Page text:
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Billiards & Pool Textbooks

by Tabachnikov

Edition: 05Copyright: 2005

Publisher: American Mathematical Society

Published: 2005

International: No

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Mathematical billiards describe the motion of a mass point in a domain with elastic reflections off the boundary or, equivalently, the behavior of rays of light in a domain with ideally reflecting boundary. From the point of view of differential geometry, the billiard flow is the geodesic flow on a manifold with boundary. This book is devoted to billiards in their relation with differential geometry, classical mechanics, and geometrical optics. Topics covered include variational principles of billiard motion, symplectic geometry of rays of light and integral geometry, existence and nonexistence of caustics, optical properties of conics and quadrics and completely integrable billiards, periodic billiard trajectories, polygonal billiards, mechanisms of chaos in billiard dynamics, and the lesser-known subject of dual (or outer) billiards. The book is based on an advanced undergraduate topics course. Minimum prerequisites are the standard material covered in the first two years of college mathematics (the entire calculus sequence, linear algebra). However, readers should show some mathematical maturity and rely on their mathematical common sense. A unique feature of the book is the coverage of many diverse topics related to billiards, for example, evolutes and involutes of plane curves, the four-vertex theorem, a mathematical theory of rainbows, distribution of first digits in various sequences, Morse theory, the Poincare recurrence theorem, Hilbert's fourth problem, Poncelet porism, and many others. There are approximately 100 illustrations. The book is suitable for advanced undergraduates, graduate students, and researchers interested in ergodic theory and geometry. This volume has been copublished with the Mathematics Advanced Study Semesters program at Penn State.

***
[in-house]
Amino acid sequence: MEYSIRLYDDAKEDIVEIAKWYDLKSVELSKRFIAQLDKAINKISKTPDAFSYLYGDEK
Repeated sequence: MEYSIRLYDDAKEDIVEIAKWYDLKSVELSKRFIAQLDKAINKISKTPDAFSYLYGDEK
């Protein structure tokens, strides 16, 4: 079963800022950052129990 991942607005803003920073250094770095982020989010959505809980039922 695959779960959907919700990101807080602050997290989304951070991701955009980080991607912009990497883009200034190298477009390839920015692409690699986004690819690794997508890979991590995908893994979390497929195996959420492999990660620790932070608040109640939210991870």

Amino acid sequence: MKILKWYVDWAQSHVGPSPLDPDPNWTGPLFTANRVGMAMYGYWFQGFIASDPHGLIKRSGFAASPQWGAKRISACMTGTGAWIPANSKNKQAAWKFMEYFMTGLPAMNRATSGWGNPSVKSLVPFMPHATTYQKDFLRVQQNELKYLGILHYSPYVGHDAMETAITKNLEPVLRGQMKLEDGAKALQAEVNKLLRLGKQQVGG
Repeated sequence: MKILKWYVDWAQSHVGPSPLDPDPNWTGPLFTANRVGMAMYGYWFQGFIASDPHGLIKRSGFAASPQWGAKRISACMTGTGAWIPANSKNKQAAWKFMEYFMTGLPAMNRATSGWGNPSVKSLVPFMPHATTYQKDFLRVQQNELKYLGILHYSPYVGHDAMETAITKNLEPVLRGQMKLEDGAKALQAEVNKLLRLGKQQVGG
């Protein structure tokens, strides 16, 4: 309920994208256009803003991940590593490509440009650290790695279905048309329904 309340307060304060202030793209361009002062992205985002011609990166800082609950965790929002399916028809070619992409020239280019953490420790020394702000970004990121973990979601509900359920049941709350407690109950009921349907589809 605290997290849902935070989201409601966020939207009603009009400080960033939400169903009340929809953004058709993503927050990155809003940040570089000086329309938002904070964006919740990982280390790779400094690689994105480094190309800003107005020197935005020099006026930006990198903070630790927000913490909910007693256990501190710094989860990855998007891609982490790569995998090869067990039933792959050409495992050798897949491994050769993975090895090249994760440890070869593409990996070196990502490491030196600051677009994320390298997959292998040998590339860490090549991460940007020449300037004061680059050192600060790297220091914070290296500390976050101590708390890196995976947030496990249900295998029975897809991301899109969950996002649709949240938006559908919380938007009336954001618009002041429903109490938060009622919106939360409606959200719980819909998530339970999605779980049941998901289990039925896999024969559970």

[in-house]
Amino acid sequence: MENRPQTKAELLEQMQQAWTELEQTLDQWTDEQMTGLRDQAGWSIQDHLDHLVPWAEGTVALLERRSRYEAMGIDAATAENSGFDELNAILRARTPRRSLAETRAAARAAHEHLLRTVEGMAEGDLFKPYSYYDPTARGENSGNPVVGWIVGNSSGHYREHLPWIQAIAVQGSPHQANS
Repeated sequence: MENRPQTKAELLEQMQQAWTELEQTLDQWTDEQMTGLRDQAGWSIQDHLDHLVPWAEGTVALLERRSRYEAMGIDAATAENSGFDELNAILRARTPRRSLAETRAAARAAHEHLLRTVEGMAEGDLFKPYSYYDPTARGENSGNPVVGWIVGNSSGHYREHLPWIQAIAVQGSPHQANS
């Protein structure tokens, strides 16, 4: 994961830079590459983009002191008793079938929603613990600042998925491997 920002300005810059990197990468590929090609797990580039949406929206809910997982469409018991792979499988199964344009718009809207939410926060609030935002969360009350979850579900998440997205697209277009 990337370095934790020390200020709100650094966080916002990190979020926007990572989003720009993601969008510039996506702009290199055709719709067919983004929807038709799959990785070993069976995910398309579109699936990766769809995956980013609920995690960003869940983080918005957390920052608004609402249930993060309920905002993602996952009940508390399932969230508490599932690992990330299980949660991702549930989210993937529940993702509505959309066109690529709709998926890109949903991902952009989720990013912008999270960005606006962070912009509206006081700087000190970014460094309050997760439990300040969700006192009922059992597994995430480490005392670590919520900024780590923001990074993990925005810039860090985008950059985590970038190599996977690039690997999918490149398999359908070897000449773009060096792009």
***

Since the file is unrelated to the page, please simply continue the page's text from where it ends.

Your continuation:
Summary

Mathematical billiards describe the motion of a mass point in a domain with elastic reflections off the boundary or, equivalently, the behavior of rays of light in a domain with ideally reflecting boundary. From the point of view of differential geometry, the billiard flow is the geodesic flow on a manifold with boundary. This book is devoted to billiards in their relation with differential geometry, classical mechanics, and geometrical optics. Topics covered include variational principles of billiard motion, symplectic geometry of rays of light and integral geometry, existence and nonexistence of caustics, optical properties of conics and quadrics and completely integrable billiards, periodic billiard trajectories, polygonal billiards, mechanisms of chaos in billiard dynamics, and the lesser-known subject of dual (or outer) billiards. The book is based on an advanced undergraduate topics course. Minimum prerequisites are the standard material covered in the first two years of college mathematics (the entire calculus sequence, linear algebra). However, readers should show some mathematical maturity and rely on their mathematical common sense. A unique feature of the book is the coverage of many diverse topics related to billiards, for example, evolutes and involutes of plane curves, the four-vertex theorem, a mathematical theory of rainbows, distribution of first digits in various sequences, Morse theory, the Poincare recurrence theorem, Hilbert's fourth problem, Poncelet porism, and many others. There are approximately 100 illustrations. The book is suitable for advanced undergraduates, graduate students, and researchers interested in ergodic theory and geometry. This volume has been copublished with the Mathematics Advanced Study Semesters program at Penn State.

Publisher Info

Publisher: American Mathematical Society

Published: 2005

International: No

Published: 2005

International: No